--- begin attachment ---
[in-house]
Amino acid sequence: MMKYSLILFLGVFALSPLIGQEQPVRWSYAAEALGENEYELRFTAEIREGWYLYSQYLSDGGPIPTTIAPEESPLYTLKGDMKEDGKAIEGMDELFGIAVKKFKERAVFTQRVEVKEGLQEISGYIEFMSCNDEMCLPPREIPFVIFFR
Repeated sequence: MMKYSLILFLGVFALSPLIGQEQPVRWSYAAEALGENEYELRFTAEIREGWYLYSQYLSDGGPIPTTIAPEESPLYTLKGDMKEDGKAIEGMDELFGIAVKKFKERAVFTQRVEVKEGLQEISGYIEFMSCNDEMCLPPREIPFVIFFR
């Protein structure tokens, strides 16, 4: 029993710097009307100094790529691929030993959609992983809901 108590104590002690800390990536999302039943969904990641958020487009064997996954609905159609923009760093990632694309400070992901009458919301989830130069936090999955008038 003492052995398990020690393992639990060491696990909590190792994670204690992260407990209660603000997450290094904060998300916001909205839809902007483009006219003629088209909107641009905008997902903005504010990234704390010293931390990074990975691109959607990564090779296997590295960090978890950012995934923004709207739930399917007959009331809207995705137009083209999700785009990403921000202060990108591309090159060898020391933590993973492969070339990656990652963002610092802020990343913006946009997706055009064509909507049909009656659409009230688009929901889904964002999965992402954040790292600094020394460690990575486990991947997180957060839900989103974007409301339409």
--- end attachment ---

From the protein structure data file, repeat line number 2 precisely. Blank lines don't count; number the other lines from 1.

Amino acid sequence: MMKYSLILFLGVFALSPLIGQEQPVRWSYAAEALGENEYELRFTAEIREGWYLYSQYLSDGGPIPTTIAPEESPLYTLKGDMKEDGKAIEGMDELFGIAVKKFKERAVFTQRVEVKEGLQEISGYIEFMSCNDEMCLPPREIPFVIFFR